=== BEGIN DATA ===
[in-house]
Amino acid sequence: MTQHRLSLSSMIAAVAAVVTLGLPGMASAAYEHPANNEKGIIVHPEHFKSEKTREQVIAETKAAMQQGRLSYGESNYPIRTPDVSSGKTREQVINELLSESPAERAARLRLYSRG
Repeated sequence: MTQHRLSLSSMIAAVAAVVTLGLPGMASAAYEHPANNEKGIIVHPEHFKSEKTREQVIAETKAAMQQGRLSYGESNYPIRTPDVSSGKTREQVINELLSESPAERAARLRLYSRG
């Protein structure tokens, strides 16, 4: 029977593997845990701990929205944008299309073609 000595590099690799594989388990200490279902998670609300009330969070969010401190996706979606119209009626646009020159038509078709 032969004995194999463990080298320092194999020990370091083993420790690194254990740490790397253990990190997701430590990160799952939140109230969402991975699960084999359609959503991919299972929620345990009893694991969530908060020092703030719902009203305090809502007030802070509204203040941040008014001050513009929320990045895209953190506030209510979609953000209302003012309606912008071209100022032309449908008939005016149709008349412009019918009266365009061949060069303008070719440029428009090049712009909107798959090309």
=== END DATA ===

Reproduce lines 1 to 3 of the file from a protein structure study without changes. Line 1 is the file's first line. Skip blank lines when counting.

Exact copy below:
[in-house]
Amino acid sequence: MTQHRLSLSSMIAAVAAVVTLGLPGMASAAYEHPANNEKGIIVHPEHFKSEKTREQVIAETKAAMQQGRLSYGESNYPIRTPDVSSGKTREQVINELLSESPAERAARLRLYSRG
Repeated sequence: MTQHRLSLSSMIAAVAAVVTLGLPGMASAAYEHPANNEKGIIVHPEHFKSEKTREQVIAETKAAMQQGRLSYGESNYPIRTPDVSSGKTREQVINELLSESPAERAARLRLYSRG